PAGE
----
12:10 pm
and what we need is notjust to look like we represent modern britain. i think when we get to that final two, whoever emerges — and some of my colleagues say, "listen, saj, it's going to be boris anyway," — they may well be right. and if it is boris, i'm happy to work with boris. i don't have a problem with that. it'll be fair and square. but even if it is boris, he needs to be properly tested. there cannot be a coronation. now, as we go into the ballot tonight, best placed at the moment tonight, best placed at the moment to be the man to challenge boris johnson isjeremy to be the man to challenge boris johnson is jeremy hunt, to be the man to challenge boris johnson isjeremy hunt, and one of his supporters is alistair burt. the difficulty with mr hunt's a campaign is it is losing momentum.” difficulty with mr hunt's a campaign is it is losing momentum. i don't think it is. i think it's a question of notjust think it is. i think it's a question of not just holding think it is. i think it's a question of notjust holding steady think it is. i think it's a question of not just holding steady in the position of being second, but growing that, which i think we will see this afternoon. i think it's notable that apart from penny and amberas notable that apart from penny and amber as cabinet colleagues, the colleague that are backing jeremy tend to be colleagues who are in
12:11 pm
government, who have experience of government, who have experience of government, and who know how important it is to have an experience and serious competition particularly at the moment at the helm of the party. we see this who heart around rory stewart. isn't one of the reasons we see it because the other rivals to him i frankly seen as just other rivals to him i frankly seen asjust a bit other rivals to him i frankly seen as just a bit dull? other rivals to him i frankly seen asjust a bit dull? i think rory's campaign has been great but part of the interest from you guys is, as you say, he is coming from a long way behind. he's had a very different sort of campaign. but because of the determination to try to provide interest in it, a serious campaign like jeremy's at may be more under your radar but it is certainly more alive amongst colleagues who are the electorate. i think what all the colleagues have demonstrated is it's not they individually who are the conservative party. it's all of us. where you went to school, what your background was, we've got them all in the leadership of the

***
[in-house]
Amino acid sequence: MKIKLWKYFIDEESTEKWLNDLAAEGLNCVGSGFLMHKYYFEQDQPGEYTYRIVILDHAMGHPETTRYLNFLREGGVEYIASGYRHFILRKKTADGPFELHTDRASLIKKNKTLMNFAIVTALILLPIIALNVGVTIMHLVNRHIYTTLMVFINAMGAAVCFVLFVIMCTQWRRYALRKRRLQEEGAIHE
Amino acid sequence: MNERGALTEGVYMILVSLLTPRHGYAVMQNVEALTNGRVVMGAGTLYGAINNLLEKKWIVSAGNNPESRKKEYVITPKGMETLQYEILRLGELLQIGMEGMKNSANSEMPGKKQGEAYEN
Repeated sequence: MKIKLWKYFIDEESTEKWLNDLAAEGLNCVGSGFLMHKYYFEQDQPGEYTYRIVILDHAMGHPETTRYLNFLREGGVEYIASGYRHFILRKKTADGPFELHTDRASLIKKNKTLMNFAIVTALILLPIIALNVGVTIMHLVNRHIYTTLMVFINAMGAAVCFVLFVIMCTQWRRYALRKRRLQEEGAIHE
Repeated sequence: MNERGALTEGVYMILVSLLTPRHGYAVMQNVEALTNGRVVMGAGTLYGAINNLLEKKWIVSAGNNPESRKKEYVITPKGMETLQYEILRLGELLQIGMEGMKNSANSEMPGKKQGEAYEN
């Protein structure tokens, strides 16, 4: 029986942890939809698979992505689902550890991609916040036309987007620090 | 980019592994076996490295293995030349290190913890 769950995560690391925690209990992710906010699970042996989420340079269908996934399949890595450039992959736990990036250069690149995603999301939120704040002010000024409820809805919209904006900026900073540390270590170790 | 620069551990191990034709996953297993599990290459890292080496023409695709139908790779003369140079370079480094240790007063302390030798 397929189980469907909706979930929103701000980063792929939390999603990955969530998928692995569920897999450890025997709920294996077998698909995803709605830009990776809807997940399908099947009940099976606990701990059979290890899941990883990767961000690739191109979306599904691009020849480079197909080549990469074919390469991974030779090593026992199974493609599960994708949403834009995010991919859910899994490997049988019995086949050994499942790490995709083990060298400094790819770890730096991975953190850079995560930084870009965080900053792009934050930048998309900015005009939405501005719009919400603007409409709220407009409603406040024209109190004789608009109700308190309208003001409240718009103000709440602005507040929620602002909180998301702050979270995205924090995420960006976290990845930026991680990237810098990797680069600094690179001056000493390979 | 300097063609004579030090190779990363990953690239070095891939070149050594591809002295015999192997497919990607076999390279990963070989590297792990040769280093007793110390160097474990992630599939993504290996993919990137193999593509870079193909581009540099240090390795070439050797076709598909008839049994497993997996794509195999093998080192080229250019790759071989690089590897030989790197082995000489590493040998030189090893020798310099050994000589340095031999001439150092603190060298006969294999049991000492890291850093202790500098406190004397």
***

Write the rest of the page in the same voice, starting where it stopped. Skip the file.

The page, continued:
12:12 pm
conservative party. what they have to be well aware of is we are projecting out to the public a sense of us asa projecting out to the public a sense of us as a team, so it contains all the spread of those candidates you see looking for the leadership. they are the conservative party. not one individual. boris johnson is clearly the favourite amongst mps. is he stoppable? i think it seems certainly likely he end up as one of the candidates from mps and after that, who knows? i think certainly he is because i think whenjeremy hunt emerges as the candidate to ta ke hunt emerges as the candidate to take him on in terms of the country, i think over take him on in terms of the country, ithink overa take him on in terms of the country, i think over a period of time, as our electorate look at the respective qualities and skills needed, jeremy has an extremely good chance of overhauling him. isn't the problem your party seems overwhelmingly eight brexit party he was a brexiteer but is now a remain and will never be trusted as much as borisjohnson. and will never be trusted as much as boris johnson. jeremy has made it clear he has accepted the mandate of
12:13 pm